TUCSON, Ariz. — The woman was a native Arizonan, her family going back six generations. Hours after her congresswoman was gunned down at a neighborhood supermarket, she stood at a candlelight vigil on a street corner and clutched a sign that read "Peace." Margaret Robles lamented the shooting in the town where she'd lived all her 64 years. She praised Rep. Gabrielle Giffords, agonized for all the victims. But her sadness was mixed with shame. "I'm embarrassed to say I'm from Arizona," said the retired teacher's aide. "Too many things are happening." Yes, acts of violence can, and do, happen anywhere. And the dismay over the nasty political rhetoric of past years — much discussed in the days since Saturday's rampage — reaches far beyond this state's borders. [...] ~~~~~~~ Contributing to this report were Associated Press writers Amanda Lee Myers, Gillian Flaccus and Raquel Maria Dillon in Tucson, Ariz. Copyright 2

Chandra images torrent of star formation | Science Blog

A new Chandra X-ray Observatory image of Messier 82, or M82, shows the result of star formation on overdrive. At a distance of only 12 million light years, M82 provides a unique cosmic laboratory for studying conditions similar to those that existed billions of years ago when stars were forming at a furious rate in most galaxies. M82 is a so-called starburst galaxy, where stars are forming at rates that are tens or even hundreds of times higher than in a normal galaxy. The burst of star birth may be caused by a close encounter or collision with another galaxy, which sends shock waves rushing through the galaxy. In the case of M82, astronomers think that a brush with its neighboring galaxy M81 millions of years ago set off this torrent of star formation. M82 is seen nearly edge-on with its disk crossing from about 10 o’clock to about 4 o’clock in this image from Chandra (where low, medium, and high-energy X-rays are colored red, green, and blue respectively.) Among the 104

Over 1 million Americans seen losing homes in 2011 | National Business News | Idaho Statesman

NEW YORK — The bleakest year in the foreclosure crisis has only just begun. Lenders are poised to take back more homes this year than any other since the U.S. housing meltdown began in 2006. About 5 million borrowers are at least two months behind on their mortgages and industry experts say more people will miss payments because of job losses and also loans that exceed the value of the homes they are living in. "2011 is going to be the peak," said Rick Sharga, a senior vice president at foreclosure tracker RealtyTrac Inc. The firm predicts 1.2 million homes will be repossessed this year. The blistering pace of foreclosures this year will top 2010, when a record 1 million homes were lost, RealtyTrac said Thursday. One in every 45 U.S. households received a foreclosure filing last year, a record 2.9 million of them. That's up 1.67 percent from 2009. [...] Full article at   Posted via email from Peace Jaway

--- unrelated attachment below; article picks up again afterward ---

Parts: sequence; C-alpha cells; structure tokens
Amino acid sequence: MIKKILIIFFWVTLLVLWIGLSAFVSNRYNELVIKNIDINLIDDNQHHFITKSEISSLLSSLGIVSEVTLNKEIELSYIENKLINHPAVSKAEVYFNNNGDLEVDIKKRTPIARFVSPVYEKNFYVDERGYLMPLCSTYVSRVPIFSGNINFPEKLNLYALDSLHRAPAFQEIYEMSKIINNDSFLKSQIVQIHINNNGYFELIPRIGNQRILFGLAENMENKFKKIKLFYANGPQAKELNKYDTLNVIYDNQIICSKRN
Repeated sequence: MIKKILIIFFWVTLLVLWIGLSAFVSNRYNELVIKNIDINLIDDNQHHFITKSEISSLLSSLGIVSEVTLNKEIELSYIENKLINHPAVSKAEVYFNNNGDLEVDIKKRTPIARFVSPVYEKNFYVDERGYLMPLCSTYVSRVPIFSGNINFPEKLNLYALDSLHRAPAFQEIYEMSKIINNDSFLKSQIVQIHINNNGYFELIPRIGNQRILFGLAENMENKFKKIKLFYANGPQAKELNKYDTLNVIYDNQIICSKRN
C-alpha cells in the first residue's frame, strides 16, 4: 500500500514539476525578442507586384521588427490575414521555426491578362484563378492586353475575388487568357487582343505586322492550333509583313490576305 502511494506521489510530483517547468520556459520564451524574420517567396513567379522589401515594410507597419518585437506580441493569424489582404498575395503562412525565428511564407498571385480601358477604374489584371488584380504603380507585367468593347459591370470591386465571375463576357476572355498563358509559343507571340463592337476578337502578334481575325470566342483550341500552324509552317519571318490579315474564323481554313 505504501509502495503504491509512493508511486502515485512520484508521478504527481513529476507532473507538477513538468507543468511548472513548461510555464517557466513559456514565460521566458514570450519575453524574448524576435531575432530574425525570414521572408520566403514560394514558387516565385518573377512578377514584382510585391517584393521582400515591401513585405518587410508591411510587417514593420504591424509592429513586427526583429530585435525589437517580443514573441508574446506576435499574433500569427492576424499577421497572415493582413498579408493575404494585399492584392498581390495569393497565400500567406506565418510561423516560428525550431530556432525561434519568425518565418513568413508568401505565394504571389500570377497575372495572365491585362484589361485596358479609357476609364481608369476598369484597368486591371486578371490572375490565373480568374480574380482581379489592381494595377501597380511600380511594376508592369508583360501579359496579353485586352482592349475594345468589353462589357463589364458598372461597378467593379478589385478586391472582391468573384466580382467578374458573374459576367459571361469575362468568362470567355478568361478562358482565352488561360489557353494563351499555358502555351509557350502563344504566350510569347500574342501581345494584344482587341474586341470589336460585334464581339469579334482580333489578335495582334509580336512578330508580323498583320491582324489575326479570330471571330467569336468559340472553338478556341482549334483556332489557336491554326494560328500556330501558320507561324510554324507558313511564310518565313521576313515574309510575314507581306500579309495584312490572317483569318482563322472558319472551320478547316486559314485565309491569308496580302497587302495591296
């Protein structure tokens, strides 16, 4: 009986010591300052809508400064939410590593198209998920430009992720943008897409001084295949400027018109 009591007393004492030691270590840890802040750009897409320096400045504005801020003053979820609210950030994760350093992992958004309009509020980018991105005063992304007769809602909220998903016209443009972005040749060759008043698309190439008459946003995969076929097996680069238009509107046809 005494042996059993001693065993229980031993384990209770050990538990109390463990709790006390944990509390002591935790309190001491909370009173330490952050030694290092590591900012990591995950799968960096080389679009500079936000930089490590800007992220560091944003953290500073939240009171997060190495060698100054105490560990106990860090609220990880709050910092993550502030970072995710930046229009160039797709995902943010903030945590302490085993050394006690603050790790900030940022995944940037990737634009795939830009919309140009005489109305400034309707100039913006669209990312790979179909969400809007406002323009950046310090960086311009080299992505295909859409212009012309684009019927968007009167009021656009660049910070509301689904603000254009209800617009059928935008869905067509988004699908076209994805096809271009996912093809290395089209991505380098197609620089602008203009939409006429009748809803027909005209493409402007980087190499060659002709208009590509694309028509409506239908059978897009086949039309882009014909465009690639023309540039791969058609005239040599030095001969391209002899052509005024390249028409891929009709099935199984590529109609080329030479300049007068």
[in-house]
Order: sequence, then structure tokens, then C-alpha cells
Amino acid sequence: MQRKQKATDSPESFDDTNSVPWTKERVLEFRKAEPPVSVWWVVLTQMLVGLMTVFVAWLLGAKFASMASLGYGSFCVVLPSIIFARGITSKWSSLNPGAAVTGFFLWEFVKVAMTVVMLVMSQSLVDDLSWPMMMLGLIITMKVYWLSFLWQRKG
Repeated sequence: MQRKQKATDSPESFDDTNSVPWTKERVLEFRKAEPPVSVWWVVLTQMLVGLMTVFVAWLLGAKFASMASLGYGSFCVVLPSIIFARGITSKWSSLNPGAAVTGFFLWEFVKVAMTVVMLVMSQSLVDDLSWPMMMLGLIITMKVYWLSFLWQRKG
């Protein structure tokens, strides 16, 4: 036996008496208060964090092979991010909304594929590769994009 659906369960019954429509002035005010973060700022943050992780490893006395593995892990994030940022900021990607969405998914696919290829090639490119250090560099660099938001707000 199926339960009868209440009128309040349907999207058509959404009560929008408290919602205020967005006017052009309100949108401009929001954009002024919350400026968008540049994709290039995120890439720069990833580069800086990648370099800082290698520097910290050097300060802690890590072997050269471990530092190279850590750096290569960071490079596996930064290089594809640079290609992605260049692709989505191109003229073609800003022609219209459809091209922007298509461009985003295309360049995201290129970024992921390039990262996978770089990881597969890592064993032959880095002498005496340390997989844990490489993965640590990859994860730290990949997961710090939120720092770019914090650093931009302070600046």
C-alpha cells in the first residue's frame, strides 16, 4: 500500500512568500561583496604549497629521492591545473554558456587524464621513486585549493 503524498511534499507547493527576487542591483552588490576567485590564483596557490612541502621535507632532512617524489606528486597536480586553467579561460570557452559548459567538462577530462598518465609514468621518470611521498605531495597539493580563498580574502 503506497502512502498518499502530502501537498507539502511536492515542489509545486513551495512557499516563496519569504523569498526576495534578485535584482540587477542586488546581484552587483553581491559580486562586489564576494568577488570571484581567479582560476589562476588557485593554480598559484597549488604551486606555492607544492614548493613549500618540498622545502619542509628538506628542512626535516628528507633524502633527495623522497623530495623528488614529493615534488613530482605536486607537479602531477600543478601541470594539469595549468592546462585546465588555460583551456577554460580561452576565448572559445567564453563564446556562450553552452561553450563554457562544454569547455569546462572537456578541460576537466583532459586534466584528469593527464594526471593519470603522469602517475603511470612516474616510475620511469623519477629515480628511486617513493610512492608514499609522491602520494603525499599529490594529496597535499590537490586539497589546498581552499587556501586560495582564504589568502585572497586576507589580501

Inverse benefits due to drug marketing undermine patient safety and public health | Science Blog

GALVESTON, TX — Drugs that pharmaceutical companies market most aggressively to physicians and patients tend to offer less benefit and more harm to most patients — a phenomenon described as the “inverse benefit law” in a paper from the University of Texas Medical Branch at Galveston. Published online Thursday, Jan. 13 in the American Journal of Public Health , the article explores recent withdrawals of blockbuster drugs due to safety concerns and finds a clear pattern of physician-focused marketing tactics that ultimately exposed patients to a worsening benefit-to-harm ratio. Potential patient safety and public health implications include unnecessary exposure to adverse side effects, high medical costs and competition for scarce resources. “This is not a random occurrence, but rather a repeating, planned scenario in which drugs, discovered with good science for a specific set of patients, are marketed to a larger population as necessary, beneficial and safer than other alt

Four Cups of Coffee a Day Slash Diabetes Risk in Half | Diabetes Prevention, Risk Reduction & Diet Options | LiveScience